22. […] addressing.  Tom from the great A View From The Cave blog puts his finger on it when he makes the counterpoint: “I learned a lot in the experience and it has provided me with a much stronger […]

  23. MS says:

    A couple things we have found, though–when people actually go, they become more committed to helping out, long term. This is especially true with young people–they may have 70 years of additional giving, because they went in person and saw the need first-hand.

    Also, in some groups, there is a people-factor, a one-on-one encouragement that says, “someone else out there actually cares” that cannot be measured by dollar efficiency. Yes, it would be more efficient, in terms of money, to pay someone there to do stuff. In most cases, it probably SHOULD be done that way. However, there are non-financial benefits that can occur when someone says, “these people came all this way because they care about us.”

    As with most things, there is perhaps a necessary balance.

  24. Fabulous post, thanks so much for addressing this issue in such a candid (awesome) way!

  25. […] 16, 2011 Last week PDT bossman Scott Gilmore went on a rant about volunteering.  This week Habitat for Humanity Ireland’s Executive Director Karen […]

  26. Sinead says:

    I recently returned from 5 years overseas volunteering working alongside some of the most amazing and inspiring people. I worked with 2 different grassroots organisations, both mostly run by volunteers and both based in areas devastated by natural disasters. Some volunteers come for a week, others for months, some even years. They are trades people, engineers, architects, lawyers, nurses, from all walks of life and all age groups. The volunteers pay their own way and with the 1st org, covered there own living expenses. With the 2nd organisation (hands.org) basic accommodation was provided (a bunk or tent space) and 2 meals a day. I’ve worked in a variety of projects from producing furniture, latrines, wells, constructing schools and shelter, to mud and rubble removal. The international volunteers work alongside the local volunteers and members from the community on all projects.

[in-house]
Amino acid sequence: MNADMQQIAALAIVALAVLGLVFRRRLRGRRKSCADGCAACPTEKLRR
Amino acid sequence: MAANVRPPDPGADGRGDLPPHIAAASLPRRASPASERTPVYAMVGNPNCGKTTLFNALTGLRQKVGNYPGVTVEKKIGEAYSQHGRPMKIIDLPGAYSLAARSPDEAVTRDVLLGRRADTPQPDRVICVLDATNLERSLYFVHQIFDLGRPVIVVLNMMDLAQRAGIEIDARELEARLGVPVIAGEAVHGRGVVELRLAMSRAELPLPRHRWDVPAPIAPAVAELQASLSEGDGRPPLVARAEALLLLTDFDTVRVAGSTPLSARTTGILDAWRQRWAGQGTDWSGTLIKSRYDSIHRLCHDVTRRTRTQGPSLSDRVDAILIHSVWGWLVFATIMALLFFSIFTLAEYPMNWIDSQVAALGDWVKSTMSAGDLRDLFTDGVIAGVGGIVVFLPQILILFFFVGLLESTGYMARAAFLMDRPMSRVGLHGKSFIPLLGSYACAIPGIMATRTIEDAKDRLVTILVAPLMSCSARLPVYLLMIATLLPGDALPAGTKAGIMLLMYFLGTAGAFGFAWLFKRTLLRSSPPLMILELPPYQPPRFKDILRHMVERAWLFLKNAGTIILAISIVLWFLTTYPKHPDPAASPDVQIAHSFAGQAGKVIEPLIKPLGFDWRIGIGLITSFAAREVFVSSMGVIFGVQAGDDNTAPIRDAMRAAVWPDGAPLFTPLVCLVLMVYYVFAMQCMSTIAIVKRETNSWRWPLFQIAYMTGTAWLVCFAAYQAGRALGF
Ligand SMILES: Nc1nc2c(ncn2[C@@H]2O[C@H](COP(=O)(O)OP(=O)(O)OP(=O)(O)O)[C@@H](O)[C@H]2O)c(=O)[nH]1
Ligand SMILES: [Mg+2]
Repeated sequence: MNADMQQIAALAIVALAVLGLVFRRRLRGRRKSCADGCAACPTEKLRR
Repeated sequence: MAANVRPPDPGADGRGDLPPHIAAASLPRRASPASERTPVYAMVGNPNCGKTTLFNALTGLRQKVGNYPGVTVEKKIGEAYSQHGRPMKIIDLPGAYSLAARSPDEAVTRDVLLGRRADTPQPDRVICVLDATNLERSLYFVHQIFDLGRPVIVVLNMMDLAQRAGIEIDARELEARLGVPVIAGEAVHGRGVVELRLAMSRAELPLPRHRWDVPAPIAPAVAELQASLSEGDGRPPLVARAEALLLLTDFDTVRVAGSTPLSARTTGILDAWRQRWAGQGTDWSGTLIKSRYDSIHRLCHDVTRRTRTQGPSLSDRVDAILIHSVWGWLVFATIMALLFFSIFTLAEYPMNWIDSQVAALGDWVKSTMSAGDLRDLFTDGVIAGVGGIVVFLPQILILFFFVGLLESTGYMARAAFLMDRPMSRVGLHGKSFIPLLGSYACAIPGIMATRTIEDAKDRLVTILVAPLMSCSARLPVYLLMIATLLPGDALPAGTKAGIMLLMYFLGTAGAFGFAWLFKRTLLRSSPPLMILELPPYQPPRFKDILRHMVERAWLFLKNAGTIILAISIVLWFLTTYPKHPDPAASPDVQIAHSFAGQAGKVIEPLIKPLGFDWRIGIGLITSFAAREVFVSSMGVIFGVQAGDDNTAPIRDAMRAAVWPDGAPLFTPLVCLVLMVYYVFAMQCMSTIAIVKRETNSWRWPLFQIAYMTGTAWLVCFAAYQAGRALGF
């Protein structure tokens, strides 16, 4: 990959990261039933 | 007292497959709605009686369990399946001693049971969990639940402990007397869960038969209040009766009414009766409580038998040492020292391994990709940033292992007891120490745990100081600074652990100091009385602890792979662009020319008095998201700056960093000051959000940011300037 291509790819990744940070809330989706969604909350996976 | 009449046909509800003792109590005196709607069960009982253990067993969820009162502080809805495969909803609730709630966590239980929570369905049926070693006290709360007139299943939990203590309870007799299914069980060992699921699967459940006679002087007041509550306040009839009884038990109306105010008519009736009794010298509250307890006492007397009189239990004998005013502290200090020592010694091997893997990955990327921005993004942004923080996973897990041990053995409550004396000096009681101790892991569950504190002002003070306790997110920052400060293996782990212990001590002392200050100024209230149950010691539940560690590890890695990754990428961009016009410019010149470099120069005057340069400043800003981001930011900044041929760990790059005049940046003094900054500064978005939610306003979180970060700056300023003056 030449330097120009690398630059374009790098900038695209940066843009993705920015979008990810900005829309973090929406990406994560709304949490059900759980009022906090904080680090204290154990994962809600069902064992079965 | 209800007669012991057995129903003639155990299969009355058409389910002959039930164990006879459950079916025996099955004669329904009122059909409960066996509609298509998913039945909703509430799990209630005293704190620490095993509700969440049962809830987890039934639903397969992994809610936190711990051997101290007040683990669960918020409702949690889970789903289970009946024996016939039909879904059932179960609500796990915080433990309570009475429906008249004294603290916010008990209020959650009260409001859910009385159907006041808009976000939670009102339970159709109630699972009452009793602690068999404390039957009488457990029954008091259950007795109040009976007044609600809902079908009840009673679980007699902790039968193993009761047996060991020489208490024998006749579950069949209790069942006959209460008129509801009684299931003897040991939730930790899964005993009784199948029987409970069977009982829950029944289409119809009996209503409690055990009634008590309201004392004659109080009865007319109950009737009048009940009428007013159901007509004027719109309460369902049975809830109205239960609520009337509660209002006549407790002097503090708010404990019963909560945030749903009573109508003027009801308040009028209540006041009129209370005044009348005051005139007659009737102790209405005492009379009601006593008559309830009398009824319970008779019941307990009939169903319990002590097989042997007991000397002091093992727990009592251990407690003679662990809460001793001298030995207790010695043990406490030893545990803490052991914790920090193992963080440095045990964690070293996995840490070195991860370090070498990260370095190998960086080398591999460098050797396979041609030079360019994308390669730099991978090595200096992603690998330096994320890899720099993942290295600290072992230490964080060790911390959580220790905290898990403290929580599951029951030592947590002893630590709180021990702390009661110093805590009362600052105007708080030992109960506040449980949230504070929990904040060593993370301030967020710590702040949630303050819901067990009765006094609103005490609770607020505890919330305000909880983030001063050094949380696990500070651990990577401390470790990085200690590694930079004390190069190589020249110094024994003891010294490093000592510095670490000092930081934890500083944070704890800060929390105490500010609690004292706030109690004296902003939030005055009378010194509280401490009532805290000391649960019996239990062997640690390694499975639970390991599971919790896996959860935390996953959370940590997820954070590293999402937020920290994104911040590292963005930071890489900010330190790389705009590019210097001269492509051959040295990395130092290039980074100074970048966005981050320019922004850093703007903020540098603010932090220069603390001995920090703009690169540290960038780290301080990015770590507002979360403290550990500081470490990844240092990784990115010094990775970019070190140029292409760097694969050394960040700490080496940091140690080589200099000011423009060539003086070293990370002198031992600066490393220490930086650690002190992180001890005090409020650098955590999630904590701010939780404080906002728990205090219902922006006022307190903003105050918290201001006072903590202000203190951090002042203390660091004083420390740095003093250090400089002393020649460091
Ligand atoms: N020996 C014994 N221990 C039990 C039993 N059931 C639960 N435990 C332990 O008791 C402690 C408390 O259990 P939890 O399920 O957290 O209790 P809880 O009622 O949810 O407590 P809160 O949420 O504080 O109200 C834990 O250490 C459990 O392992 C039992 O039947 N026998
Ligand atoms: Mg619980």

With these projects and interactions, friendships are built, skills and knowledge shared and most importantly, solidarity, a sign that they’ve not been forgotten. The volunteers work and live in the community, spend there money at local venders, walk the streets and talk with the community. I spent 13 months in Haiti over 2 projects and the chances are the “blanc” walking the streets, hanging out at local venders are volunteers working for small grassroots organisations, and although the budgets might be small the impact they have on the community is large. The org I worked with is based in Leogane, the epicentre of the Haiti earthquake, and well known and respected amongst the local community although maybe not so much amongst the larger NGO’s (I am guessing thats because there may be some with similar views to Scott). Because of the relationship which the volunteers built up with the community, they were the only org invited by the mayor to attend the 1st year memorial, which was a huge honour.

    Volunteering is much more than the end product, a school , a shelter, a cleared foundation. They boost the local economy by supporting small businesses, they build relationships, support local communities, fund raise and advocate and share their stories so that those effected by disaster and poverty are not forgotten. Many of these small grassroots orgs, run by volunteers (both skilled and less skilled) have much smaller running costs and the money donated goes to the intended projects.

    My utmost respect goes to those long term volunteers working in what would seem harsh but truly moving environments with amazingly resilient people. I, like many of the friends I made through this experience, are back in education, I am doing a degree in development studies, some are in the disaster management area. Volunteering was an eye opener to a place I wish to stay.